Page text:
I would be able to experience something different, something that I could learn from, appreciate a whole different level of life. And, most importantly to me, perhaps I could even use the status of a Premier League footballer for some good.

Playing professional football you surround yourself in a bubble. For 11 months of the year you don't have a choice of truly experiencing real life. Having left school and gone straight into football, I have played almost every day of my adult life. As far as lives go, I admit I have a pretty great one. But as far as life experiences go, it has been of fairly limited scope.

In a similar way, life as a footballer is self-focused. It can be easy to take for granted the life that you lead. Focusing on the negatives, not appreciating what you have, things that anyone in the western world could be guilty of. As a footballer you live on challenges, whether they are set by fans, managers, media, the opposition or yourself. This summer I wanted something to challenge the habits, thoughts, and beliefs that I had built into myself after 12 years of full-time football.

So around Christmas last year I approached a number of charities with my thoughts on how I wanted to use my summer break. Amref (the African Medical Research Foundation) came across as positive and active and saw my interest as an opportunity they could make something of: to use football and, in particular, the popularity of the Premier League as a vehicle to spread their Aids, HIV, health and peace messages.

On arriving in Nairobi, I found the dusty, bustling streets were jam-packed with rushing commuters, similar to London, but with fewer suits. But there were some instantly familiar sights: the chaotic roads were full of local buses – mutates – half of which were dedicated to a Premier League team, player or ground. There was the Drogba Bus, the Adebayor Bus and the Gerrard Bus. And it wasn't just the buses. Huge billboards lined the streets: Ronaldo, Joe Cole and Fernando Torresselling anything from mobile phones to saving plans. A pattern was emerging.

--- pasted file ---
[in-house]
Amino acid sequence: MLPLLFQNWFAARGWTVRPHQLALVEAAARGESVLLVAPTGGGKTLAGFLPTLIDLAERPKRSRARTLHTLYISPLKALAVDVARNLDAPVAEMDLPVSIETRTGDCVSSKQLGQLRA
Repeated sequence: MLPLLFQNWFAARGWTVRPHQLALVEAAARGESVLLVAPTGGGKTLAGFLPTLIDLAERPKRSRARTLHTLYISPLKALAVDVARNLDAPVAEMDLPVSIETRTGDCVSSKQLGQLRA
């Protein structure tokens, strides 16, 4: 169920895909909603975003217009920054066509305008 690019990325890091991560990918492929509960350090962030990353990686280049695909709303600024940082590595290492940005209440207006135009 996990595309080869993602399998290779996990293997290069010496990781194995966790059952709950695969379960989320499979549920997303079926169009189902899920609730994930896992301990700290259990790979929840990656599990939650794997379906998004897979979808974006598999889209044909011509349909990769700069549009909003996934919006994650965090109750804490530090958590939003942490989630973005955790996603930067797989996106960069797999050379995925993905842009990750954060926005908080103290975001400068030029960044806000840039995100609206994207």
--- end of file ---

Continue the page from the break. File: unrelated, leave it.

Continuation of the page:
The first place we visited was Amrek's clinic in Dagoretti, which was positioned next to a sea of makeshift tents. These were filled with refugees from the civil war earlier this year. We met a group of eight children, aged from six to 16, from two related families who had fled from their homes and farms outside the city. Among them was eight-year-old Peter Mwangi, a cheeky-looking boy, with a permanent grin who had just had a cast removed from his broken arm. The children explained, through an interpreter, the ordeals of their families hiding at night in their maize fields for two weeks, while they watched rioters burn down their home and attack friends and family with clubs and machetes.

It would have been a terrible experience for anyone, let alone children as young as this and Peter had not spoken throughout. We asked what the clinic provided and the children responded with answers such as schooling, food, safety, and health checks. Then Peter sprang into life shouting: "Futa!" (Football in Shen, a mixture of Swahili and English). I asked him his favourite position. "Goalie!" This needed no translation. I had found a new hero.